acclaim for performances of the John Harbison Viola Concerto with the
Los Angeles Chamber Orchestra and with the Chicago Sinfonietta, and for
performances of the Penderecki Viola Concerto in Boston and London. His
solo repertoire includes the recent, Ligeti, Overton, Schnittke, as well as
the exotic with works by Ariosti, Vivaldi and Hindemith performed on the
viola d’amore. He has been a guest of the Audubon, Borromeo, Cleveland,
Emerson, Jupiter, Muir, Orion, Shanghai, and Miami String Quartets, the
Chamber Music Society of Lincoln Center; and a frequent participant in
chamber music festivals in Amsterdam, Anchorage, Dubrovnik, Montreal,
Seattle, Sitka, Los Angeles, Okinawa, Portland and Vail. Mr. Thompson,
who is a member of the Boston Chamber Music Society, earned the
doctorate degree at The Juilliard School following studies with Walter
Trampler. He is an alumnus of Young Concert Artists, Inc. Born and raised
in The Bronx, N.Y.C., he currently lives in Boston where, as the Robert R.
Taylor Professor of Music and a Margaret MacVicar Faculty Fellow, he
founded and leads programs in chamber music and performance study at
MIT, and serves on the viola faculty at New England Conservatory of

Cellist Scott Kluksdahl has performed for nearly four decades as chamber musician, recitalist and soloist in the United States, Europe, Israel, and Central and South America.

Following a daring New York debut program of cutting-edge modern works at Carnegie’s Weill Recital Hall, Strings Magazine identified Scott Kluksdahl as “a simply superb cellist, playing with consummate technical ease, a beautiful sound, total conviction, authority and dedication to the music.”  Scott Kluksdahl’s devotion to the works of current composers is widely regarded, and he is known for his close affiliations with Nicolas Bacri, Richard Brodhead, David Del Tredici, Robert Helps, Gunther Schuller, Augusta Read Thomas and Richard Wernick, whose works he has commissioned, studied, and recorded.  He has also collaborated with Benjamin C.S. Boyle, Tamar Diesendruck, Philip Lasser, Eric Moe, Laura Elise Schwendinger and Scott Wheeler, and he has worked closely with American legends Leonard Bernstein, Elliott Carter, Andrew Inbrie, Donald Martino, and Ralph Shapey.  As cello soloist with the Boston Pops Orchestra, Kluksdahl premiered Philip Lasser’s Vocalise for Cello and Orchestra at Symphony Hall, and he has made acclaimed recordings of many of these composers’ works on the CRI, Centaur, Triton, Pierian, Nimbus, Crystal, and Albany labels.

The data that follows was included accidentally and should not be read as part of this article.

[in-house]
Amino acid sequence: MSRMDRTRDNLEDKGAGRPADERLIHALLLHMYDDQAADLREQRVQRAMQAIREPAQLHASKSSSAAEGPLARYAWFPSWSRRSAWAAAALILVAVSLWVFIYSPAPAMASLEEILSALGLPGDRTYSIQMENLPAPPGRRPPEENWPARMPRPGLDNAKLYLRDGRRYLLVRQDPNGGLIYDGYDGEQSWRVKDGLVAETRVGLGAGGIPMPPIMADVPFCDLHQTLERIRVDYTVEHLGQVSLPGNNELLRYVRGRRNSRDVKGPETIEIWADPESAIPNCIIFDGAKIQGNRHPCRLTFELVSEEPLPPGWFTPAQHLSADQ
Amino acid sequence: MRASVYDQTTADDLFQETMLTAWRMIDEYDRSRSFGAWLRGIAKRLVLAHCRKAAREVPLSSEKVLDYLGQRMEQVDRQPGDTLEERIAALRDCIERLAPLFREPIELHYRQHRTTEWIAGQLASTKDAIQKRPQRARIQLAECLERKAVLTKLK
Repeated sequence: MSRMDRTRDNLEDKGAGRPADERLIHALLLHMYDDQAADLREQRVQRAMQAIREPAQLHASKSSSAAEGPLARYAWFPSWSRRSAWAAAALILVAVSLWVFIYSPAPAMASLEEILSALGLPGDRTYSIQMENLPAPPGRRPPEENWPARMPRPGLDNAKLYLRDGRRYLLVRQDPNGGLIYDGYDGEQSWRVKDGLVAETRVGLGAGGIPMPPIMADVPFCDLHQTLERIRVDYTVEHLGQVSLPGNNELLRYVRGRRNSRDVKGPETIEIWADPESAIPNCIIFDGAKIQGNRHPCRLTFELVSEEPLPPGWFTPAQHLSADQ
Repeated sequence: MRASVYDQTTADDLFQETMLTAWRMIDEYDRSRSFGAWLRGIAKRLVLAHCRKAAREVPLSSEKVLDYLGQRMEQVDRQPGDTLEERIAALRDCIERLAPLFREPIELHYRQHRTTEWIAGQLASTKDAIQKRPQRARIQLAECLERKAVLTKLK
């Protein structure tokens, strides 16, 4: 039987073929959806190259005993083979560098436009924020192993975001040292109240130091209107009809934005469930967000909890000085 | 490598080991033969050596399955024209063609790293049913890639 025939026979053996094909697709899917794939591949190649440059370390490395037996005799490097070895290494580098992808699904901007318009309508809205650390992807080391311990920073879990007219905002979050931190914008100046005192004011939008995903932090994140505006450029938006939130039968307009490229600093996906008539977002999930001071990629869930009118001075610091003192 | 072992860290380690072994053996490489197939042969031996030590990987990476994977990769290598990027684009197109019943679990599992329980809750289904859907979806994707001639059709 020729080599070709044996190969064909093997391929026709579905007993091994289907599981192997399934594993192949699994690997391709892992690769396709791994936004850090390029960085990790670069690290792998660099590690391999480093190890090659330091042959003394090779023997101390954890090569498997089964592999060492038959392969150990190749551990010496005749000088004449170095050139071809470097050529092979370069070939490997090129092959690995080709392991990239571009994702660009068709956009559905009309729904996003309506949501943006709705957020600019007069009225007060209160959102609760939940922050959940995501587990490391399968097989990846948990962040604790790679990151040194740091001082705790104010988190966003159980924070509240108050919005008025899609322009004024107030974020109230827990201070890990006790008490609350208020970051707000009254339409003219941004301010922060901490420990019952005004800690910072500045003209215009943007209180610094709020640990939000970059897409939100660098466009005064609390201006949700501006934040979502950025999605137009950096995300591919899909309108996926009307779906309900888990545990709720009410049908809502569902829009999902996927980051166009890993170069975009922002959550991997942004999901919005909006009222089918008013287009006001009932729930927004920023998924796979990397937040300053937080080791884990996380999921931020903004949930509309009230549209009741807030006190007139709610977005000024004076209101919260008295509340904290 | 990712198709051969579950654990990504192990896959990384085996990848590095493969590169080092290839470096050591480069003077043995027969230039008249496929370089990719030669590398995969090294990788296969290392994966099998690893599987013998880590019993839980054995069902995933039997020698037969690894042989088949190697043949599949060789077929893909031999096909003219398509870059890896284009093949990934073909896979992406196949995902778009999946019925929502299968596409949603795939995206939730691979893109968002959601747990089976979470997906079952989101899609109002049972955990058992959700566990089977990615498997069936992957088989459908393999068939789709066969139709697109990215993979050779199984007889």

Scott Kluksdahl presented his solo debut with the San Francisco Symphony, and since then he has performed a broad gamut of his instrument’s repertory throughout the entire United States and in the major musical centers of New York City, Boston, Chicago, Cleveland, Philadelphia, Pittsburgh, San Francisco and Washington, D.C.   Kluksdahl has been heard in Lincoln Center’s Alice Tully Hall, Merkin Concert Hall, Kennedy Center, BargeMusic, Dame Myra Hess Series, Phillips Collection and Tanglewood Music Festival, and continues to perform the complete cycle of Bach Suites for cello, notably at the Oregon and Philadelphia Bach Festivals.  He has been a frequent a guest chamber artist at the Martha’s Vineyard Chamber Music Society, Music from Salem, Killington Music Festival, Craftsbury Chamber Players, Lancaster Music Festival, and Apple Hill Center for Chamber Music.  Scott Kluksdahl was a founding member of the Lions Gate Trio for two decades.  He also performed as cellist of the Veronika String Quartet, and he has been a guest artist with numerous ensembles including DaPonte, Miami and Pacifica String Quartets.

Scott Kluksdahl serves as Professor of Cello at the University of South Florida, where he is a designated Theodore and Venette Askounes-Ashford Distinguished Scholar, and he has presented master classes in such institutions as Eastman School of Music, Indiana University, Boston Conservatory, Northwestern University, and San Francisco Conservatory of Music.  He teaches summers at the Brancaleoni International and the ARIA International Summer Festivals, as well as at the Cello Seminar at the Brown Farm in Salem, New York.


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DaPonte String Quartet
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July 7
4:00 pm - 5:30 pm
Event Category:


Surry Arts and Events at the Barn
8 Cross Road
Surry, ME 04684 United States